FIG. 7 is a flow diagram for a method of estimating the predictability of demand for at least one product according to an embodiment of the disclosure. At block 710 a determination may be made for a coefficient of variation for a data series for a predetermined product or products. The coefficient of variation may be defined by at least one of a standard of deviation of the data series for the product(s) and an average of the data series for the product(s). At block 720, a comparison may be made between the coefficient of variation determined in block 710 and a predetermined scale where the scale may be useful in defining the predictability of demand for the predetermined product(s). Thus, the coefficient of variation can then be measured to thereby estimate the predictability of demand for the predetermined product(s).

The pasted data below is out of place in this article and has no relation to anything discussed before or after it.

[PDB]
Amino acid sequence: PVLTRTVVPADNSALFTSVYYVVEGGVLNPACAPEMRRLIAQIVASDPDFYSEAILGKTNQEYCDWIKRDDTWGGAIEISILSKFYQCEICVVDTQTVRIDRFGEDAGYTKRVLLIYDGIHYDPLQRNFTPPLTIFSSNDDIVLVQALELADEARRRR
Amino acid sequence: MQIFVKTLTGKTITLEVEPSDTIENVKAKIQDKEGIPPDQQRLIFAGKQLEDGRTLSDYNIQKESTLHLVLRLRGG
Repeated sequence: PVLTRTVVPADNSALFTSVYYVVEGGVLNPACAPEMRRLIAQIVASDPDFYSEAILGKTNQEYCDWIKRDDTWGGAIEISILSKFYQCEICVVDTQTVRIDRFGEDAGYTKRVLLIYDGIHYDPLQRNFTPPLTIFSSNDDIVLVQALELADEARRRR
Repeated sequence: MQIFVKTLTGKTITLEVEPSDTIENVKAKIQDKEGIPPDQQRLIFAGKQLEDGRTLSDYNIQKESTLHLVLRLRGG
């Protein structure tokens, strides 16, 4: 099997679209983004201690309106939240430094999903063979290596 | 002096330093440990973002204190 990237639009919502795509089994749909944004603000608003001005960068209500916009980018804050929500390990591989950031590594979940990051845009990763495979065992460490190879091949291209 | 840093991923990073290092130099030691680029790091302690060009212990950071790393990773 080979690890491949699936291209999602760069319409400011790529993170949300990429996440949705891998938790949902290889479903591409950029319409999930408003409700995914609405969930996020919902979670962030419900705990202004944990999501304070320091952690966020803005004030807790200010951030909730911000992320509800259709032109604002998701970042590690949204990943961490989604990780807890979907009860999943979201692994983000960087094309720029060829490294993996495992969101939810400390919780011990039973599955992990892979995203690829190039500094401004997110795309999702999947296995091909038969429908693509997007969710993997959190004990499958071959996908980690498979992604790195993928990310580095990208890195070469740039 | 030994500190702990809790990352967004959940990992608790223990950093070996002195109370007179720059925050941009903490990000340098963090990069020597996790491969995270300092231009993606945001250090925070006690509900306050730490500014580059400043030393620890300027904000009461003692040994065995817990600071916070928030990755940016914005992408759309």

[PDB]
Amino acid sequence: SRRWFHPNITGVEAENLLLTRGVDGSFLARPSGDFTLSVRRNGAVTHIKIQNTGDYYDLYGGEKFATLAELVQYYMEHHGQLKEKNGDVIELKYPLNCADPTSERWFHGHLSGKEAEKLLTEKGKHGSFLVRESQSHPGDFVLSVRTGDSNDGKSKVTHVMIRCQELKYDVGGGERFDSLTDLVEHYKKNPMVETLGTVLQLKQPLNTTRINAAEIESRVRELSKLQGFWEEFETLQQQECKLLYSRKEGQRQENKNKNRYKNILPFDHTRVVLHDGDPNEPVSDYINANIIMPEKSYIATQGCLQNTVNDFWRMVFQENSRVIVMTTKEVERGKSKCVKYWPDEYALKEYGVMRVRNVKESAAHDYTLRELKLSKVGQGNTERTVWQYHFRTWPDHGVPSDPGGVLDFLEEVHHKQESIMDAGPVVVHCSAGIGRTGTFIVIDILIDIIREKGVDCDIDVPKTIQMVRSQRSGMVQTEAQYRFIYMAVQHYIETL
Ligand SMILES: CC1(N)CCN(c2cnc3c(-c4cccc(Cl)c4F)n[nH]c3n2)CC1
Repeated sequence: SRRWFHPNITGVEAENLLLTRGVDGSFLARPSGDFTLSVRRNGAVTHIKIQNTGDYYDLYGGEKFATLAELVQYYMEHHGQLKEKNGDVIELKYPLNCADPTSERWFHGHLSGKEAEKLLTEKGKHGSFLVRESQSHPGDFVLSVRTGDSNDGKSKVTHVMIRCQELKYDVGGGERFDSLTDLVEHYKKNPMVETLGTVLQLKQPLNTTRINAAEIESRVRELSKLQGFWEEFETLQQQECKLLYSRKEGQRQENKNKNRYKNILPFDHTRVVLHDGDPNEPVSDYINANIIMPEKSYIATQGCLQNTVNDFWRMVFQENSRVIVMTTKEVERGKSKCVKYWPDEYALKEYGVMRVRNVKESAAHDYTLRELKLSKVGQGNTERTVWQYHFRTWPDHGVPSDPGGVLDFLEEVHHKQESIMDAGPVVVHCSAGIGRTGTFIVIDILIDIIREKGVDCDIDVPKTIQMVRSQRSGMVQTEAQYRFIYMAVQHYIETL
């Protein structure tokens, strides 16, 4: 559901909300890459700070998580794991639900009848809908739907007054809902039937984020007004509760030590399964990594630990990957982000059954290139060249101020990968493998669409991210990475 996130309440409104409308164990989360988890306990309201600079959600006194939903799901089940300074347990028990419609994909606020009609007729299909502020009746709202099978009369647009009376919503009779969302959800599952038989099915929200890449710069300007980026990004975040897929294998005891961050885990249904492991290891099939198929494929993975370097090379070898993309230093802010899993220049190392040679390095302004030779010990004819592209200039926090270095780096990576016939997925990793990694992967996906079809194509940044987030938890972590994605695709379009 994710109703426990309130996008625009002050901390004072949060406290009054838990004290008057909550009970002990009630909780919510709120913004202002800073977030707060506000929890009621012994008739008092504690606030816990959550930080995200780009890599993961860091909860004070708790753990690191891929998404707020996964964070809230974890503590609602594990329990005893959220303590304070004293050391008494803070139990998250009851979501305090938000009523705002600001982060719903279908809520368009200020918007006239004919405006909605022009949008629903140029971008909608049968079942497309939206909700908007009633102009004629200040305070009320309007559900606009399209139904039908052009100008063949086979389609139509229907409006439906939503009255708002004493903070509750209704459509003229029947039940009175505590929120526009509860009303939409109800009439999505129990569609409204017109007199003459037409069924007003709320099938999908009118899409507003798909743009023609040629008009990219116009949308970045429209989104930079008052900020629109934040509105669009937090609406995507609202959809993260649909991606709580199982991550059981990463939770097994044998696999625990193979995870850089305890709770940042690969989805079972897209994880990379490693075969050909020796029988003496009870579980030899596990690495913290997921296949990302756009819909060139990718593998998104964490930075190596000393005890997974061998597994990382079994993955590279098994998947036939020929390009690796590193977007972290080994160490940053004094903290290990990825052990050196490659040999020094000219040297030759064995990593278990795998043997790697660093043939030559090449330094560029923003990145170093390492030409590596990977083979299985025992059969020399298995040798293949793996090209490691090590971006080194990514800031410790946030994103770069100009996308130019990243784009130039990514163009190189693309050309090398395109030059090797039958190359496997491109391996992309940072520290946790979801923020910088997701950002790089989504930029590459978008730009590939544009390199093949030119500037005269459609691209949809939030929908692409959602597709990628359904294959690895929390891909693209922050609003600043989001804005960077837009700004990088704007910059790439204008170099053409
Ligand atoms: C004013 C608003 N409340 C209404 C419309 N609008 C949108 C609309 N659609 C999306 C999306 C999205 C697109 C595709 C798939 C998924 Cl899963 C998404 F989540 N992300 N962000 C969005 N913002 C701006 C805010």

Taking into account FIG. 8, flow diagram 800 represents a method of demand planning for at least one product according to an embodiment of the disclosure. In an embodiment, the demand planning may take into account one or more time series data sets for a product or products which may be categorized based on volume and/or variability combinations of the time series data, Additionally, the demand planning may include determinations of lumpiness of demand, seasonal tendencies of demand, and trend tendencies of demand. The data used for the demand planning may be tested for hygiene, as will be discussed further with respect to FIG. 10. At block 805 time series data for at least one product for a predetermined period of time may be gathered and/or prepared. The time series data may include upstream data (e.g., data from the supplier 110 to the client 120 in FIG. 1) for the product(s). Furthermore, the time series data may include at least one of historical data, statistical forecast data, and consensus data from one or more past time periods, which may be referred to hereinafter, individually or collectively, as historical data. The time periods may be equivalent. At block 810 one or more characterizations of the historical data may be generated. The characterizations may be based on volume and variability combinations of the historical data and are discussed further below with respect to FIG. 10. At block 815 a lumpiness of demand may be determined for the product(s). The lumpiness of demand may be determined based on the data from the one or more past time periods and/or may also take into account the one or more characterizations of the historical data. At block 820 seasonal tendencies of demand may be determined based on the data from the one or more past time periods and/or may also take into account the one or more characterizations of the historical data. At block 825 trend tendencies of demand may be determined based on the data from the one or more past time periods and/or may also take into account the one or more characterizations of the historical data. At block 830, the historical data may be undergo hygiene testing. At block 835 a forecast of demand may be determined that is based on at least one of the following determinations: lumpiness of demand, seasonal tendencies of demand, and trend tendencies of demand.